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Development. 2019 Feb 18;146(4). pii: dev168120. doi: 10.1242/dev.168120.

Ecrg4 deficiency extends the replicative capacity of neural stem cells in a Foxg1-dependent manner.

Author information

1
Division of Bio-Function Dynamics Imaging, Center for Life Science Technology, RIKEN, Kobe, Hyogo 650-0047, Japan.
2
Animal Resource Development Unit and Genetic Engineering Team, Center for Life Science Technology, RIKEN, Kobe, Hyogo 650-0047, Japan.
3
Division of Stem Cell Biology, Institute for Genetic Medicine, Hokkaido University, Sapporo 060-0815, Japan tkondo@igm.hokudai.ac.jp.

Abstract

The self-renewal activity of neural stem cells (NSCs) has been suggested to decrease with aging, resulting in age-dependent declines in brain function, such as presbyopia and memory loss. The molecular mechanisms underlying decreases in NSC proliferation with age need to be elucidated in more detail to develop treatments that promote brain function. We have previously reported that the expression of esophageal cancer-related gene 4 (Ecrg4) was upregulated in aged NSCs, whereas its overexpression decreased NSC proliferation, suggesting a functional relationship between Ecrg4 and NSC aging. Using Ecrg4-deficient mice in which the Ecrg4 locus was replaced with the lacZ gene, we here show that Ecrg4 deficiency recovered the age-dependent decline in NSC proliferation and enhanced spatial learning and memory in the Morris water-maze paradigm. We demonstrate that the proliferation of Ecrg4-deficient NSCs was partly maintained by the increased expression of Foxg1. Collectively, these results determine Ecrg4 as a NSC aging factor.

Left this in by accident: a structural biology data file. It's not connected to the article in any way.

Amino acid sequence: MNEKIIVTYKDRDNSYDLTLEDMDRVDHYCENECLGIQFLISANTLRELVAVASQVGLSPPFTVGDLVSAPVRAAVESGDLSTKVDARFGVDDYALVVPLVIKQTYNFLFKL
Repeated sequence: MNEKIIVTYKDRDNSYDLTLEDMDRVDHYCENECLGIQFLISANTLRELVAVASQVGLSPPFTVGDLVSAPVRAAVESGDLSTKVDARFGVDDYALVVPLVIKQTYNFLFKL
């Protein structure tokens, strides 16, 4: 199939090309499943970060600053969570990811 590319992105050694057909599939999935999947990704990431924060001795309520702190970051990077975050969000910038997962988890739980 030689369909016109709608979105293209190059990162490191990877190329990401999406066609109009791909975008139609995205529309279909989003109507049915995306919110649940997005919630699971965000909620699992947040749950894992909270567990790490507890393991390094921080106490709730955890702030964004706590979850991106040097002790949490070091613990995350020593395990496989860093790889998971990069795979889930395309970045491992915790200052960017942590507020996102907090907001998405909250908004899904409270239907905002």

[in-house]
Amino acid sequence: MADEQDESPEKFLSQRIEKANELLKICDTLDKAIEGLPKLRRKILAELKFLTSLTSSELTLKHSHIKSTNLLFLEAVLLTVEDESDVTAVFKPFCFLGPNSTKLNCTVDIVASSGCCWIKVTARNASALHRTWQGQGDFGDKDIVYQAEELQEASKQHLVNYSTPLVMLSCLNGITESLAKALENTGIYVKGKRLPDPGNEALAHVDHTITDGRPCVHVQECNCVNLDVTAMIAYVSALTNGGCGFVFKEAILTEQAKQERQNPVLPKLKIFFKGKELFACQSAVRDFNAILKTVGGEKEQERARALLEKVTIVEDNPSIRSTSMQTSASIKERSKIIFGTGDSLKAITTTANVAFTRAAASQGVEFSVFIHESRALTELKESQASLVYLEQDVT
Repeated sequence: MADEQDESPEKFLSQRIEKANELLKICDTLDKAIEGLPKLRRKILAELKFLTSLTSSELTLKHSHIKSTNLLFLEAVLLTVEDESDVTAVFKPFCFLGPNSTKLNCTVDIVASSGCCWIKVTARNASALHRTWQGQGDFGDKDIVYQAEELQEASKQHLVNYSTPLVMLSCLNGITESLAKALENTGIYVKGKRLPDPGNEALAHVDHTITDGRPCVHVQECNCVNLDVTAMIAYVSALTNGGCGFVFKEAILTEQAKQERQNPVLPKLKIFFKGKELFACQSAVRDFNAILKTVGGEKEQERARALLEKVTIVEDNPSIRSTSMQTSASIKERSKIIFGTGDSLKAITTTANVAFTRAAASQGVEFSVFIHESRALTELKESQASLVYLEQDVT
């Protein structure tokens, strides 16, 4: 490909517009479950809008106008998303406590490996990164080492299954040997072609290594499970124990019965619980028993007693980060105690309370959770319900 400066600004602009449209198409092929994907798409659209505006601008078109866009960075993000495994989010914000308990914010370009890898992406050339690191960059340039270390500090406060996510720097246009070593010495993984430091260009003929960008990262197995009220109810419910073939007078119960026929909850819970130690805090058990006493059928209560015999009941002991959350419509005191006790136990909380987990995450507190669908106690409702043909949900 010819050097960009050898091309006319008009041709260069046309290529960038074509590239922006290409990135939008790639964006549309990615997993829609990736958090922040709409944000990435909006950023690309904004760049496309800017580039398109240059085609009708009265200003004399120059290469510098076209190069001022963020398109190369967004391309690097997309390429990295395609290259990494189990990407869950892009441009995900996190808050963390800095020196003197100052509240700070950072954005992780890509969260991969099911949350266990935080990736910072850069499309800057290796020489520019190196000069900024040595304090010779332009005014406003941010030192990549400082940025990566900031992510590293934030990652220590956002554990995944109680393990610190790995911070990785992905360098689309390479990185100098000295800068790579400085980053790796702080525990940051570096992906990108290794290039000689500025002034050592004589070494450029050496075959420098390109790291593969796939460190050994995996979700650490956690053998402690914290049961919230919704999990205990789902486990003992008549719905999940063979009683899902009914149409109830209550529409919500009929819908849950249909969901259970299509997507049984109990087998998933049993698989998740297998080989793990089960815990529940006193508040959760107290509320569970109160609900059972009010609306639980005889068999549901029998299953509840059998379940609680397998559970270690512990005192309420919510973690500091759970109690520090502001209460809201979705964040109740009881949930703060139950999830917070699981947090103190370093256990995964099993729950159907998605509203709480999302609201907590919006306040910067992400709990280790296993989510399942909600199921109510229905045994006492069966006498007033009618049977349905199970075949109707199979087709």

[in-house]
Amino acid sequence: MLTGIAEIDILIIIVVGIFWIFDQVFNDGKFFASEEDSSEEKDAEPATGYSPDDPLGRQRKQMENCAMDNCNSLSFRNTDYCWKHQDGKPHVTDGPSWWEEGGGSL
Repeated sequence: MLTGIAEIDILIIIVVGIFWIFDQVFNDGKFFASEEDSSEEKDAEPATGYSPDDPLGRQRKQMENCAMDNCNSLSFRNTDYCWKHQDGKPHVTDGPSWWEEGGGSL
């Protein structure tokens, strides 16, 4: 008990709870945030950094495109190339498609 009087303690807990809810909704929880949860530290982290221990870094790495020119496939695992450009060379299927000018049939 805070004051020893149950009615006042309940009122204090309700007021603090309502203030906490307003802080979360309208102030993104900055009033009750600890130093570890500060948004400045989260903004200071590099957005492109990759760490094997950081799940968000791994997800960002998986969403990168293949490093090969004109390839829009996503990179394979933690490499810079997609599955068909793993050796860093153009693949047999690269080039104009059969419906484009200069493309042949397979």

KEYWORDS:

Aging; Ecrg4; Foxg1; Memory; Neural stem cells (NSCs)

PMID:
30745428
DOI:
10.1242/dev.168120
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Conflict of interest statement

Competing interestsThe authors declare no competing or financial interests.

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